I've never had anything like this occur in either my Canon dslr or wifes Elph in over 10000+ photos over the years.
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Old December 22nd, 2009, 08:10 AM   #5
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Thats a shame if cards we trust with an SDHC class 6 stamp on them dont function as expected. I was not able to get the data back from the cards using 6-7 recovery programs. I'm thinking of sending the cards off to a recovery service. I dont know what they can do differently but for a reasonable fee I'd give it a shot.

Anyone know of any or have experience with recovery services?


Quote:
Originally Posted by James Harring View Post
The only adverse experience I had was occasionally I got memory card error when powering on. This occured 3 times in 2200 photos shot over two weeks in cold weather. Happened one each of the 3 different 16 gb class 6 cards. (Sandisk, Adata Micro and Patriot). I power off, pop the card out, put it back in and all was ok. I was able to get all the data ok once I got home.

What you may have occuring is a bad/incompatible controller on the SD memory cards, especially if the card is older. SD flash memory has a built in memory controller. Certain revs on the on-chip controller may not be fully compliant with the SDHC specification and will cause problems. I recommend you contact the manufacturer of the cards and see abut a replacement. Finally, be sure you have the latest firmware on the camera body.

If you want to try a rescue, my Sandisk card inculded free RescuePro software from lc-tech.com. Happily I've not needed it so I can't comment on it.
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Old December 22nd, 2009, 08:36 AM   #6
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Albert:

What a bummer losing your files.

Here is what I know:

1. Digital still cameras seem to rarely, if ever have memory card issues.

2. AVCHD video/still cameras like yours, are having reports of file corruption based on what I have seen. The Panasonic HMC-150 video camera is somewhat related to your camera, and a few users are having fits because of data loss. Panasonic is studying the problem, but no word yet.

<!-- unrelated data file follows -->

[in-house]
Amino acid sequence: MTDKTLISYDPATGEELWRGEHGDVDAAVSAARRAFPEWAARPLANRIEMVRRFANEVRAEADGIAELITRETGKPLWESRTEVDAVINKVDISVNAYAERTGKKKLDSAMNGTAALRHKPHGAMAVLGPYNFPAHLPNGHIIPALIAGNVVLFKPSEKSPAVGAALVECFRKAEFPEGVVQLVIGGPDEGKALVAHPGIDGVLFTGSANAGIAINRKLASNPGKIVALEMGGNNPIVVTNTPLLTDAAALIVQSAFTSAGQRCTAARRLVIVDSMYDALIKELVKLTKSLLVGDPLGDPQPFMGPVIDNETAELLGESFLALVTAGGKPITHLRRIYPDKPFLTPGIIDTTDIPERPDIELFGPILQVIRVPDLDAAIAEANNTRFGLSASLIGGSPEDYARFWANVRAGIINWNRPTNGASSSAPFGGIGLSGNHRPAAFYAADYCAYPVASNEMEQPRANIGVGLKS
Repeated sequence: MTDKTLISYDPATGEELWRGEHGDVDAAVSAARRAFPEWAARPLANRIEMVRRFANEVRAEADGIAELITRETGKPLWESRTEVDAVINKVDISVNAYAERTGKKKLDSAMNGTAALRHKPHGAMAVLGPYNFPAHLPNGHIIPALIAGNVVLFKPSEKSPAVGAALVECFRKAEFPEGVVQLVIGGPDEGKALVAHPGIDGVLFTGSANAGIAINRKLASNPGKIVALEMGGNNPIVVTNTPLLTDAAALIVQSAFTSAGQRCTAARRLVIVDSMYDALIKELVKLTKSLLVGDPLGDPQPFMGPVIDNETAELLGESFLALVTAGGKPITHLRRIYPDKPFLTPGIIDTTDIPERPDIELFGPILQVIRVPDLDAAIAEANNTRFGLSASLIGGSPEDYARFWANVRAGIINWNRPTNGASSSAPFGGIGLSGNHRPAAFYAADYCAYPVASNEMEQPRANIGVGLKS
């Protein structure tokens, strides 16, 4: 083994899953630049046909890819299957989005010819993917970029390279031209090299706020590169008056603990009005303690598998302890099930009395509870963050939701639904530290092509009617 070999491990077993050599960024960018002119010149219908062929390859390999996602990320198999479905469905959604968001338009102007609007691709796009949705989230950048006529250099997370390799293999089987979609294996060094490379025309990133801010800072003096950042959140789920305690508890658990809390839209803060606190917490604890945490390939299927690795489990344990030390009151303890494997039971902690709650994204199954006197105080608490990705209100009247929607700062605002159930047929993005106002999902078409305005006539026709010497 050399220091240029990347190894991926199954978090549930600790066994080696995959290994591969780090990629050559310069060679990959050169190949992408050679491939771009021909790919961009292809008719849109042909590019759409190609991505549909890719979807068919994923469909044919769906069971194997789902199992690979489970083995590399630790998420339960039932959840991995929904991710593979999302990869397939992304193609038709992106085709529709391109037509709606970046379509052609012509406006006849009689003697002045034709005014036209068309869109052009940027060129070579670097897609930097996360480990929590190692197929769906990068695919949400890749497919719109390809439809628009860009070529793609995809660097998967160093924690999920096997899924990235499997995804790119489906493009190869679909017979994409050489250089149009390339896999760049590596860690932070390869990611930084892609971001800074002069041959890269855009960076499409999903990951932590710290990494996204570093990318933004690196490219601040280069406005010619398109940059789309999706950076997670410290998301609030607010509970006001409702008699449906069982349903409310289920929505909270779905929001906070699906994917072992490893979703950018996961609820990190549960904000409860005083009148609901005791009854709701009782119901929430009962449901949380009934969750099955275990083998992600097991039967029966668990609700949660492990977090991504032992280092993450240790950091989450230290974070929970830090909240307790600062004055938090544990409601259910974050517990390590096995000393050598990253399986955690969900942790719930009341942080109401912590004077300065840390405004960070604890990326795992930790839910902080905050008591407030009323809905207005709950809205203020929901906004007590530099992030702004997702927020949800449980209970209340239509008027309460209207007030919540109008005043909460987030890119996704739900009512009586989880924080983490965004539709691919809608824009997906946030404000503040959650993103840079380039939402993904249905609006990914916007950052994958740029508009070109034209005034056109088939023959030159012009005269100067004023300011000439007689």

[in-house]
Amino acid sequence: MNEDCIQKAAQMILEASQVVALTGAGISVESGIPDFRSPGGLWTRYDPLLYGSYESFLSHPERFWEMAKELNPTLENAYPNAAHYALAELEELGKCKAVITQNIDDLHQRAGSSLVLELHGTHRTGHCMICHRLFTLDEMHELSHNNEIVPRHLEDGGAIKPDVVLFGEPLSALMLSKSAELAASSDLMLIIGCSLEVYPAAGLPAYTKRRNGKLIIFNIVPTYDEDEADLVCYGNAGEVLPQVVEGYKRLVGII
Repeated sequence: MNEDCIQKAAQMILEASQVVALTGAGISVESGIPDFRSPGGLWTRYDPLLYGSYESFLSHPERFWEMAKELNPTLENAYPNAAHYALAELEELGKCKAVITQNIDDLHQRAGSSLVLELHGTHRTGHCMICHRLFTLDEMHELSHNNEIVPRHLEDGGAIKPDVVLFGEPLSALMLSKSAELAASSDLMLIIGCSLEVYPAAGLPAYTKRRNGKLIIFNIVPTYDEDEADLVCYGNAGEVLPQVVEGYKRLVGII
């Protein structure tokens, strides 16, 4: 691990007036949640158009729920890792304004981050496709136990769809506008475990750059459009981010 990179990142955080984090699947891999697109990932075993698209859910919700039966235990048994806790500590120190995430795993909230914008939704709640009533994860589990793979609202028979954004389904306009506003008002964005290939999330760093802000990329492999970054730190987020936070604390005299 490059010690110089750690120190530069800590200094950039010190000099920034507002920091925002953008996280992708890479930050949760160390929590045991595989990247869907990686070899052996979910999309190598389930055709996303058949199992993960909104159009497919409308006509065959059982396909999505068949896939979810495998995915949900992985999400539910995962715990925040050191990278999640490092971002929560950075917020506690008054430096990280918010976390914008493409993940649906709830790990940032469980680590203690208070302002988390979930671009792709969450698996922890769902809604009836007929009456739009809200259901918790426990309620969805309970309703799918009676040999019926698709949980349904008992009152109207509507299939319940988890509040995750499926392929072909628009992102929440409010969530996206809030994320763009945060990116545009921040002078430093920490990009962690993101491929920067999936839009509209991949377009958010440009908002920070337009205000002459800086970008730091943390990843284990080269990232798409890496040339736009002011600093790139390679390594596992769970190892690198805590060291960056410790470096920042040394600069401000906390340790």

3. There does not seem to be any user consensus or hard data yet on whether there are bad cards, bad cameras, bad card readers or some kind of general workflow problem causing the issues. It seems to be confined to SDHC cards as far as I can tell, but it may not specifically be the card causing the failure. We tend to think of the cards being at fault, but the reports of many different card brands failing on the HMC-150 forums tends to make you think it's not because of the card itself, but some other factor.

As you found out, there are not really any card recovery programs designed to specifically find AVCHD video files. And in most cases the card is corrupted in a manner that the software cant see the card in the first place.

IMO, the SD specification or design itself is flawed or there wouldn't be so many failures. The failures never happened before AVCHD became popular, but now it is.

As far as recovery, there are several companies that can get back your data. They have a lot of capabilities including disassembling the card and installing a new memory controller if necessary. It's free if there is no recovery, but about $1,000USD for a worst case full card recovery.
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Old December 22nd, 2009, 11:58 AM   #7
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If money is no option, you might as well get a Sandisk class 6 card for best security although I haven't had any issues at all using a Sandisk class 4 and a PNY class 4.

With a Sandisk class 2 card, I can record in MJPEG perfectly well but for AVCHD which is half the bit rate, it doesn't like it.

Anyway, maybe the camera doesn't like certain cards even though the are class 6.

I know Sandisk cards are usually more expansive especially for class 6 but I really do think they are much more reliable than cards that are much cheaper.
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Old December 27th, 2009, 10:43 PM   #8
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Jeff,

Thanks for the in depth information on the (potential) issues with avchd and sdhc cards and the hardware involved.. This has me quite concerned and almost to the point where I am willing to give up on the v-dslr units until perhaps something there matures a bit.

DSLRs have never let me down from a photo standpoint. I wonder if it has something to do with FAT32.. the file size limits.. how avchd writes to files, splits them, etc..

I'd imagine there would be potentially less problems if the cards/cams supported ntfs, ext4, or ufs.. anything with a file size limit of > 4gb and a more robust file system.
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Old December 28th, 2009, 06:39 PM   #9
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What happens when you put the cards back in the camera? Does it recognize them or want to reformat? Maybe the camera can read them better than a computer? Of course by now you may be out of luck.
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Old December 28th, 2009, 09:43 PM   #10
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The camera says memory card read error and thats pretty much it.

Quote:
Originally Posted by Daniel Epstein View Post